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Debris is left after the Mayfield Consumer Products candle factory was hit with a tornado in December 2021 in Mayfield, Kentucky. YouTube/WHAS11

As a tornado devastated Mayfield, Kentucky, last weekend, Courtney Saxton, 38, and five of her children ranging from 3 to 13, bolted to hide in their bathtub and closet. While they hid, waiting for the storm to subside, Saxton received a frantic call. 

It was her husband, Mark, who told her that he was trapped under broken debris at the Mayfield Consumer Products’ candle factory. He had been working a shift as a forklift operator loading and unloading trucks, she told the Associated Press. 

Not knowing if her husband would make it out alive, Saxton said she immediately began praying with her husband about the unforeseen future. After several hours, Mark Saxton was found and rescued. Aside from cuts and scrapes on his body, he was alright medically.

“He was calling us hollering and screaming and crying because he was stuck,” Saxton said of the phone call she received. 

“It was scary for me because I’m thinking, ‘Oh my God, is he going to make it?’ So, I prayed with him over the phone, too. I just kept talking to him, kept telling him that God will work it out, be strong, don’t give up, keep fighting.”

Mark Saxton told NBC News that he knew he might be in danger when he heard the tornado warning. He remembers looking outside the factory’s door and seeing an ice-cream-swirling-shaped cloud heading in his direction. He turned around and went to a tornado-safe hallway nearby. 

“Tiles and concrete started falling,” Saxton said. “Everyone started running. So I just dropped to the ground. I got in a fetal position, and the concrete slab fell on top of me.”

“I really didn’t think I was going to make it,” he continued. “If you see the people that were beside me ... I can’t believe I’m even here.”

On Friday night into Saturday morning, over 30 tornadoes left trails of destruction throughout six states: Arkansas, Illinois, Kentucky, Mississippi, Missouri and Tennessee. Over 80 have died.

Tennesee was hit by four tornadoes, including one that ran the ground for 200 miles. About 110 people were huddled inside the candle factory in Mayfield. Including Saxton, about 40 were initially rescued. On Monday, emergency officials said that they think everyone at the factory had been accounted for, including eight who died. As of Monday, about 109 people throughout Tennessee remained missing, according to Gov. Andy Beshear.

After the tornado made landfall, Saxton and her children came out of their hiding places and quickly realized their roof was missing. 

They stayed the night at a shelter on Saturday at the St. Jerome Parish Hall in Fancy Farm.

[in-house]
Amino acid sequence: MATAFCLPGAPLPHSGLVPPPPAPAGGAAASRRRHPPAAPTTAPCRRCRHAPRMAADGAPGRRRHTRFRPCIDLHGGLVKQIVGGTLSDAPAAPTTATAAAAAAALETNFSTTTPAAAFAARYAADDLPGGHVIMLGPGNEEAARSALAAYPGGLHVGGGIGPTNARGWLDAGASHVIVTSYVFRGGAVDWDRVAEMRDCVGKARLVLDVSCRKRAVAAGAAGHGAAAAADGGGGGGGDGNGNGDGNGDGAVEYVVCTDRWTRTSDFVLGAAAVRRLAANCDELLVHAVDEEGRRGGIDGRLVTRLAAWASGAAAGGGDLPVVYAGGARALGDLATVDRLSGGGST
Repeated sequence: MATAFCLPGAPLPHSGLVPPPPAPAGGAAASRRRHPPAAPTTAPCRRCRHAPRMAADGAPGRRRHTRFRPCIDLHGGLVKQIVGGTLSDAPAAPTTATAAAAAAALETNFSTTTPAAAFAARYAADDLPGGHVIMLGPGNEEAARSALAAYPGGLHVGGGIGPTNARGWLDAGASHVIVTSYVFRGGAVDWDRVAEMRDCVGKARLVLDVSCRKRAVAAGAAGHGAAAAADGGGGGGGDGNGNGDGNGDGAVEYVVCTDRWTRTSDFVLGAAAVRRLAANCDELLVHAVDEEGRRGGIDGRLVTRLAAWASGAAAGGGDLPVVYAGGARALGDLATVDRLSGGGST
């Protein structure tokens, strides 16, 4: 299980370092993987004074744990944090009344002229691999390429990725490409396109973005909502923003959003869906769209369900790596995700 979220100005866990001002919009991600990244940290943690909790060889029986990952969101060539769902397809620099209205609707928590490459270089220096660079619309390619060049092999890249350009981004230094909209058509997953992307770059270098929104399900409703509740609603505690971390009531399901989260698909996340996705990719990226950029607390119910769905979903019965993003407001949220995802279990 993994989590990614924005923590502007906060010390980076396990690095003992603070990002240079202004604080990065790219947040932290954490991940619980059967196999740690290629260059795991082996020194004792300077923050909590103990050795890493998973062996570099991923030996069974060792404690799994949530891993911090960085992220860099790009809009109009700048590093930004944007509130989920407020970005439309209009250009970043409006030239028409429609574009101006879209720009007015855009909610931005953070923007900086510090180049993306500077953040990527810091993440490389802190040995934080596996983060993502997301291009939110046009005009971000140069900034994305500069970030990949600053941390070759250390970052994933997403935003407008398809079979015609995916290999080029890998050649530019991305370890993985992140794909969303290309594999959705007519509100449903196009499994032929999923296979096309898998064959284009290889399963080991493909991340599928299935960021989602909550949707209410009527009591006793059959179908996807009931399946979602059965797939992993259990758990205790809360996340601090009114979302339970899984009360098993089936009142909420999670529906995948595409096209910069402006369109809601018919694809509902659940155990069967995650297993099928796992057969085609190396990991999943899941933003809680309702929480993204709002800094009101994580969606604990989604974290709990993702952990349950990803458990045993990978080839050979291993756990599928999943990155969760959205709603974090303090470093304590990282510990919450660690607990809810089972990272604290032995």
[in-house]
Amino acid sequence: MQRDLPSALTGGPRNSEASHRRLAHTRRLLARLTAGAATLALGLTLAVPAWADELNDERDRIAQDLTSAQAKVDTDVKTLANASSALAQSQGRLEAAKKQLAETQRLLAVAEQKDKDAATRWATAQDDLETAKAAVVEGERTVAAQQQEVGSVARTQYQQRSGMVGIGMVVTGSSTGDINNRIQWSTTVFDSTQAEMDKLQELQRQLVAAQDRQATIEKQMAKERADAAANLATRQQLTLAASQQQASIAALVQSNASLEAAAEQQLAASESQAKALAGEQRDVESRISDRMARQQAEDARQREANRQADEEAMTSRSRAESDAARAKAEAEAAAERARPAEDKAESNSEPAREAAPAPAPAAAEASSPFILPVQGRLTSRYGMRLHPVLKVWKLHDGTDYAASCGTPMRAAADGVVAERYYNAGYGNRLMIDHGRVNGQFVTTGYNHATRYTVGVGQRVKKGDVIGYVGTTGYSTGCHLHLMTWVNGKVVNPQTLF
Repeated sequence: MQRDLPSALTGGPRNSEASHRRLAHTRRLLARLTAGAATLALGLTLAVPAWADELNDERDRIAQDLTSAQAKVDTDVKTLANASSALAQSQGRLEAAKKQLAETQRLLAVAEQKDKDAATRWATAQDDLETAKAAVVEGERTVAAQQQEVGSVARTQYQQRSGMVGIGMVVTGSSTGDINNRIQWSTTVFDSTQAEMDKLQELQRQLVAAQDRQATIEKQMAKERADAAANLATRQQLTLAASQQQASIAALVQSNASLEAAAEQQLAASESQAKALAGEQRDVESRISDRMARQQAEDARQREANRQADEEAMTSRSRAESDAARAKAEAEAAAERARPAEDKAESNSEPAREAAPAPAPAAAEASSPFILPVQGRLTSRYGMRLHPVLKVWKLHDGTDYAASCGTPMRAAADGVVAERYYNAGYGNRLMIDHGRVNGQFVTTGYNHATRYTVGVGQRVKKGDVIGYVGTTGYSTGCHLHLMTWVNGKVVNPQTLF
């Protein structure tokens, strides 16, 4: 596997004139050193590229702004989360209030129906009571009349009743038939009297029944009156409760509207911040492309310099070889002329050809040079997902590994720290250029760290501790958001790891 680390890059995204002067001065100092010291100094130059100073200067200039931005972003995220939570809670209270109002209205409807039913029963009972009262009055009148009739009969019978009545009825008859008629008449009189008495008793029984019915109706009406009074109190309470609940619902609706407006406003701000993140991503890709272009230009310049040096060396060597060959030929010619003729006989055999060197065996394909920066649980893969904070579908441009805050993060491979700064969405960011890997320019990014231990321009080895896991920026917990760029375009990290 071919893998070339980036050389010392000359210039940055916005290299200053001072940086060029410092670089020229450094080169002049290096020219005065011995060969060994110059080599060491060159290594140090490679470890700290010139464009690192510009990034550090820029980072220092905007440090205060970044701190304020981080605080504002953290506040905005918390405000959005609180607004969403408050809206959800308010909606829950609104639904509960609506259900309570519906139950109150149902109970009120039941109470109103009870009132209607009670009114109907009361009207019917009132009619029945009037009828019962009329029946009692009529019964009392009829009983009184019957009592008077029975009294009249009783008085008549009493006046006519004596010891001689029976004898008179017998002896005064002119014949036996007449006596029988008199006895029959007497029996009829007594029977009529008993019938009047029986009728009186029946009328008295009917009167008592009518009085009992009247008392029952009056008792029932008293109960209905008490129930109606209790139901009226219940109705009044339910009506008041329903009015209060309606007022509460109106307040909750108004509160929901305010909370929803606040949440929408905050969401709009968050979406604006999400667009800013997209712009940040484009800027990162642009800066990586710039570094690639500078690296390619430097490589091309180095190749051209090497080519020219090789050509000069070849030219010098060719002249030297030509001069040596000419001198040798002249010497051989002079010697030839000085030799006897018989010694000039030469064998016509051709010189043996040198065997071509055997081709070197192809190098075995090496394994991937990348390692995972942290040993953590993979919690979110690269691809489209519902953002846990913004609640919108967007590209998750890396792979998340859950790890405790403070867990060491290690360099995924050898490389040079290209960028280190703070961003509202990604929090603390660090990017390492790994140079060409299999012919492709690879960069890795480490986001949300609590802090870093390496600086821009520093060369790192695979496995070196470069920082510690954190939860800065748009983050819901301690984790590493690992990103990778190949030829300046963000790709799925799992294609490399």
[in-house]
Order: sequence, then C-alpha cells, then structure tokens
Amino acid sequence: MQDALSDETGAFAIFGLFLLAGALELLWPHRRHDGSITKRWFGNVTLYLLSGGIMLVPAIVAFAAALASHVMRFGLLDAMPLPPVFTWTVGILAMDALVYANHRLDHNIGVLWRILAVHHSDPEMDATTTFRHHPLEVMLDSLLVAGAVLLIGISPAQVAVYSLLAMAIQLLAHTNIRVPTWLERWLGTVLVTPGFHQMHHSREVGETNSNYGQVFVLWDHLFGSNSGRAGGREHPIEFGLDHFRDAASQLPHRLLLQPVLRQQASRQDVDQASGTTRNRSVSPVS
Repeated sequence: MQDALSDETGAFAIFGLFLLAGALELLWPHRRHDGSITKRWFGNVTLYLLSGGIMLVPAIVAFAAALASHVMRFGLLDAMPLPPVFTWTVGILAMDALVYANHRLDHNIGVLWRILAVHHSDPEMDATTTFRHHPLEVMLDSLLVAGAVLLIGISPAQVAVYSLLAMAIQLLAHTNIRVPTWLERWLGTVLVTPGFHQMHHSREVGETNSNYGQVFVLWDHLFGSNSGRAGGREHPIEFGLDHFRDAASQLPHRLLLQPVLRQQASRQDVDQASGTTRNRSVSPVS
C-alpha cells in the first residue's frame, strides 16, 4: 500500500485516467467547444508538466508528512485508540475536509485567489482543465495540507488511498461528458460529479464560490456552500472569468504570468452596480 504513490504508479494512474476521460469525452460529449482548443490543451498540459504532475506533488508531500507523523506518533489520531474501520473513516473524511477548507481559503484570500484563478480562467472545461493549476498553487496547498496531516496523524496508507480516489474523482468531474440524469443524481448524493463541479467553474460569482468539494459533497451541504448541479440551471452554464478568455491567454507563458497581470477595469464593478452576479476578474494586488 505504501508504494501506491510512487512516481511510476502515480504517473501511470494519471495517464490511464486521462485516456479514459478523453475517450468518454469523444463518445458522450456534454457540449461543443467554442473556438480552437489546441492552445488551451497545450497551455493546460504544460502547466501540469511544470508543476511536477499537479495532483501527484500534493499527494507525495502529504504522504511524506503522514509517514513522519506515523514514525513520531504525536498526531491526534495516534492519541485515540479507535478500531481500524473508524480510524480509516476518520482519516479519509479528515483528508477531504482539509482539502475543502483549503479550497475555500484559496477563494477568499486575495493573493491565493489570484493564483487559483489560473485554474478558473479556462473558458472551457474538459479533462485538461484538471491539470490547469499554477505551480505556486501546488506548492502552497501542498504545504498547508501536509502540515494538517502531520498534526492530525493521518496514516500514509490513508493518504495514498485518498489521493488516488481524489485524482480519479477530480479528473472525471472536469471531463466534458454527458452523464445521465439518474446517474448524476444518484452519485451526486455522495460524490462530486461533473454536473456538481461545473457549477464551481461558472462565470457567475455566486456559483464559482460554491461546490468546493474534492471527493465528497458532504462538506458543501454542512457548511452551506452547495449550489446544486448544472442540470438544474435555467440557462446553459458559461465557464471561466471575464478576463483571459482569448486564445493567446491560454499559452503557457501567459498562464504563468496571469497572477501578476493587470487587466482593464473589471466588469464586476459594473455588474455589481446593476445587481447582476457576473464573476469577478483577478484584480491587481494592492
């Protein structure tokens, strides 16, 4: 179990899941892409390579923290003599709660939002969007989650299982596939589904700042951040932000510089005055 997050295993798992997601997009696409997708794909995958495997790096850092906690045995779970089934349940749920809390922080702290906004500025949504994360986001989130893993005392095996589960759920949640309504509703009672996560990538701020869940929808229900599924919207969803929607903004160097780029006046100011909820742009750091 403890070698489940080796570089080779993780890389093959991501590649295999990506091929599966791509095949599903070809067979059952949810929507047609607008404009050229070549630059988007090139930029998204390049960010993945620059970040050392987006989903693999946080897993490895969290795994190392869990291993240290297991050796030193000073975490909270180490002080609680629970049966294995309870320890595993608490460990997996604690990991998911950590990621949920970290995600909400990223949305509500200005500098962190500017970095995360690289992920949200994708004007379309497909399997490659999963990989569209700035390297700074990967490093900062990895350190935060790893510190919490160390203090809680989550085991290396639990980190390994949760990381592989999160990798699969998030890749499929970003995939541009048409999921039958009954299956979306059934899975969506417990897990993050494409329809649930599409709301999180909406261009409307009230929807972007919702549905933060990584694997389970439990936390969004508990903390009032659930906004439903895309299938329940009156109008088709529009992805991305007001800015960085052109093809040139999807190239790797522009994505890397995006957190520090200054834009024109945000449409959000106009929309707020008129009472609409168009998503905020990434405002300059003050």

Courtney Saxton said she’ll never forget the terror she saw in her children’s faces. 

“They were scared, screaming, crying,” she told AP. “It was awful. I was trying to calm them down, but the whole time I’m praying. I knew that God would see us through.”

The Saxtons weren’t the only ones who relied on their faith during the tornado in Mayfield.  


Also taking shelter in their bathroom, Graves County Circuit Judge Kevin Bishop and his family, who live near Mayfield, resorted to prayer as a last hope amid feelings of anticipation about their survival in the midst of the unknown. 

“We hunkered down with as many pillows and blankets over everybody’s heads and prayed,” Bishop told the news agency.

Even though Bishop's home had minor damage, and the tornado removed the roof of the courthouse where he worked, he told AP that he remains optimistic about Mayfield’s ability to recover.  

“We’re strong. We’ll work together. But it’s going to be a long time,” he said.

Rev. Bob Waldridge, the pastor of Yahweh Baptist Church, could be seen cleaning up chairs, pews and sound equipment from the 100-year-old church that had been flooded and damaged. 

“The wind came through, and everything that was in the foyer ended up in the back of the church,” Waldridge was quoted as saying. “And it blew the back wall of the church out, and it took the roof off the church.”

“It’s just a building, but I’m more worried about the people,” he added. “There are a lot of folks that are hurt right now.” 

Moving forward, he said other local churches have offered their space for his congregation to meet. 

Pastor Joey Reed of Mayfield First United Methodist Church told WLKY that he waited out the storm with his wife inside the 100-year-old church. 

“We heard furniture in the foyer bouncing around and then we felt fresh air under the closet doors and we realized it was open to the elements somehow,” Reed was quoted as saying.

The tornado left the church badly damaged but still standing. 

“We will come back from this,” Reed said. “I don’t know how we will rebuild, but that doesn’t matter as much as the mission and ministry of the church rebuilding and that’s what we’re aiming for.”